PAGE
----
In the late 1990s local rockers Fetish had the South African music scene rocking with their hot music, but after a couple of CDs, they vanished. Poof! Gone. No more rock tunes and no more Michelle Breeze who had fans in the grips of her husky, dark and broody voice. Then came the news – Fetish is back on the music radar and has just released a new CD, Little Heart, that will many new fans and delight older Fetish fans. The Beat caught up with Michelle as she tells us about the new CD, her thoughts on Die Antwoord and new rising stars to watch out for.
|Michelle Breeze (Credit: Karla Da Silva/Just Music)|
Ooh ooh ooh - we just love the song All Time Low. Tell us a bit more about the song story behind it, and why chose that song as a single? All Time Low always seemed like a natural starting point to the album, so we thought it would be a great introduction to the new album. I wrote the lyrics in the wake of the london riots. It was a huge reality check to the hatred and sense of division in the air. There was, I felt, an incredibly unfair backlash in the media towards the youth and the working classes. It made me realise which side I was on.
Looking back at Fetish from 1997 and Fetish in 2012, how has the band changed over the years? This question has come up a lot and it is always difficult to answer. Have we changed as people ? Absolutely. Are our musical influences and aspirations different. Yes. But the connection is the same. There is something magical that occurs when the five of us are in a room together, and this is the thread. Being in this band is good for our souls.
What lead to the initial disbanding of Fetish? Being in the music industry can be a demeaning horrible experience. I personally lacked the perspective to keep this from destroying what was good and what drove us creatively. I believe we all felt this is some way and eventually things fell apart.
So, what lead to you guys deciding to re-connect and to record new music? Another thing I find hard to explain, as it happened so organically and so fast that we didn't have time to second guess our decisions. Digital forest studio, in Cape Town, contacted us about recording new material with them and it just snowballed from there. Before we knew it we had a full album and a lot of renewed enthusiasm on our hands.
What was the most difficult part of recording the new material. We recorded the bones of each track in one take, guitar, vocals & drums, and although this was liberating the energy literally floored us on a number of occasions. We underestimated how much we had to give and after days and days of this level of output I crashed. We had a difficult few days after that but then we got back on track.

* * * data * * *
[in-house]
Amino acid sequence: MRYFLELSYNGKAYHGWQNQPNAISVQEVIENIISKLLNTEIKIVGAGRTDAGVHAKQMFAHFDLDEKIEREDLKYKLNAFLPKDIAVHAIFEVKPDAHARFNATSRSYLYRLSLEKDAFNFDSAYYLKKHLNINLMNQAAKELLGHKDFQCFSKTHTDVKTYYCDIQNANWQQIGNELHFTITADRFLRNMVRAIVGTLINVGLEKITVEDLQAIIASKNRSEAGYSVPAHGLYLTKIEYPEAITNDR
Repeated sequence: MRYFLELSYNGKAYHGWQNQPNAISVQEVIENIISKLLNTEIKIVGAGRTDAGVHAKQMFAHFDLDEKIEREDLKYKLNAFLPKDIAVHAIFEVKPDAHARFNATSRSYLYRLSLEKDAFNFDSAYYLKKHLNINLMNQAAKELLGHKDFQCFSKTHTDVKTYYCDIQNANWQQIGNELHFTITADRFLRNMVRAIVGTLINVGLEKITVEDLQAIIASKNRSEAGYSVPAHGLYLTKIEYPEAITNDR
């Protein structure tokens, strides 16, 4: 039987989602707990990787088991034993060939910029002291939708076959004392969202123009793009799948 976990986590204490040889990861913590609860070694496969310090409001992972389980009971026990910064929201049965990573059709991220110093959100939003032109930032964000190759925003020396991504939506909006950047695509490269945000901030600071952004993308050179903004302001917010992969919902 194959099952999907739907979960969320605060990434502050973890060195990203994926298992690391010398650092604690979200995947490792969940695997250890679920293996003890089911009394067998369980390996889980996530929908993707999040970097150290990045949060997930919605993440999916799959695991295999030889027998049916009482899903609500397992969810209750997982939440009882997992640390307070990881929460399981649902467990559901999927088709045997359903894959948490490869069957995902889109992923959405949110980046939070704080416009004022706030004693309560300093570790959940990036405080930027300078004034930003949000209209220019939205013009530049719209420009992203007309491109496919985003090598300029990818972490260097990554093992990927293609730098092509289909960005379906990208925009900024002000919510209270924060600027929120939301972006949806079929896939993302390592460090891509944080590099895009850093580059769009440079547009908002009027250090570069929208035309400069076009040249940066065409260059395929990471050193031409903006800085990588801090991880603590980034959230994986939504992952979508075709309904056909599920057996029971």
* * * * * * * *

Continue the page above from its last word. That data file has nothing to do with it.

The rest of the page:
For people who don't know the magic music of Fetish, please introduce them to your music. Five people just making the music we like, incorporating the genre's of post rock, shoe gaze and alternative.
I saw you guys way back in the late 1990's playing in Stellenbosch - awesome gig! What do you guys like of performing for fans? To get immediate feedback from an audience is one of the most rewarding experiences I have ever had. If you can forget yourself in those moments and go on a journey with them then you feel you have achieved what you set out to do.
What’s your writing process. Give us a little insight into how you work. I often listen to electronic music as a blank canvas for lyrical themes. Once a few lines and melodies have come to mind I can then take these ideas to Dominic and he will build chords around them.
What do you reckon about the Die Antwoord phenomenon? I see Die Antwoord as a marketing project. To me it exists purely as a brand and what they have done with that is highly commendable. I have this opinion because I do not connect with the music in any way, however I am sure there are people who love the music and find it cathartic to them in some way.
What local music do you listen to, or would advice people to listen to? I think Lucy Kruger has a lot of potential. I'm watching her career to see where she goes.
When not performing, how do you relax? What do you do in your free time (if there is such a thing). To be honest I hardly ever relax. I always have numerous projects on the go. I love to learn new skills, it keeps things fresh.
Where can people find out about your next couple of gigs? Sign up to my mailing list at michellebreeze.com or follow me on twitter @michellebreeze
With Fetish back making music, what does the future holds for you? We are about to sign a publishing deal in the States so we will focus our energies on making that work for us in the new year. Also a tour of SA, and some gigs in the UK are being planned, and we have just starting working on the video for our next single 'Merry Go Round' which we are very excited about.